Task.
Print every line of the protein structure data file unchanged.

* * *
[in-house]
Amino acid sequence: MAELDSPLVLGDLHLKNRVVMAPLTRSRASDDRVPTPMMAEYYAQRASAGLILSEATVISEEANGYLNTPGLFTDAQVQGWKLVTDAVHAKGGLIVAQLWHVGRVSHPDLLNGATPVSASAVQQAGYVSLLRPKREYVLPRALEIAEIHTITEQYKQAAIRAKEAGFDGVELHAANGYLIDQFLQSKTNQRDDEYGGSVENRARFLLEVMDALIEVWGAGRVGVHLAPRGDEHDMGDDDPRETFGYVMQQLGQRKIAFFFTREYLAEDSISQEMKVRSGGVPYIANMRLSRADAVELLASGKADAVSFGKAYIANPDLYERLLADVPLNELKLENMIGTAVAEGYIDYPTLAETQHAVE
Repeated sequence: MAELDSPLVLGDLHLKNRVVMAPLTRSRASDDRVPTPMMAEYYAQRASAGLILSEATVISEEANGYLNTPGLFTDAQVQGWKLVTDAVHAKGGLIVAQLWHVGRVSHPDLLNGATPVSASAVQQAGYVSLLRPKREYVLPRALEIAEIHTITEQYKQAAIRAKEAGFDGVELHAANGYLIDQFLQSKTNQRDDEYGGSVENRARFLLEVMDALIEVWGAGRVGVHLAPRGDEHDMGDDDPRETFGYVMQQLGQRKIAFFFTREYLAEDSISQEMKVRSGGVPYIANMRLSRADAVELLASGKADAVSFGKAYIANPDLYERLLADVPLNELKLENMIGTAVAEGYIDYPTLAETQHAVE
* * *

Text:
[in-house]
Amino acid sequence: MAELDSPLVLGDLHLKNRVVMAPLTRSRASDDRVPTPMMAEYYAQRASAGLILSEATVISEEANGYLNTPGLFTDAQVQGWKLVTDAVHAKGGLIVAQLWHVGRVSHPDLLNGATPVSASAVQQAGYVSLLRPKREYVLPRALEIAEIHTITEQYKQAAIRAKEAGFDGVELHAANGYLIDQFLQSKTNQRDDEYGGSVENRARFLLEVMDALIEVWGAGRVGVHLAPRGDEHDMGDDDPRETFGYVMQQLGQRKIAFFFTREYLAEDSISQEMKVRSGGVPYIANMRLSRADAVELLASGKADAVSFGKAYIANPDLYERLLADVPLNELKLENMIGTAVAEGYIDYPTLAETQHAVE
Repeated sequence: MAELDSPLVLGDLHLKNRVVMAPLTRSRASDDRVPTPMMAEYYAQRASAGLILSEATVISEEANGYLNTPGLFTDAQVQGWKLVTDAVHAKGGLIVAQLWHVGRVSHPDLLNGATPVSASAVQQAGYVSLLRPKREYVLPRALEIAEIHTITEQYKQAAIRAKEAGFDGVELHAANGYLIDQFLQSKTNQRDDEYGGSVENRARFLLEVMDALIEVWGAGRVGVHLAPRGDEHDMGDDDPRETFGYVMQQLGQRKIAFFFTREYLAEDSISQEMKVRSGGVPYIANMRLSRADAVELLASGKADAVSFGKAYIANPDLYERLLADVPLNELKLENMIGTAVAEGYIDYPTLAETQHAVE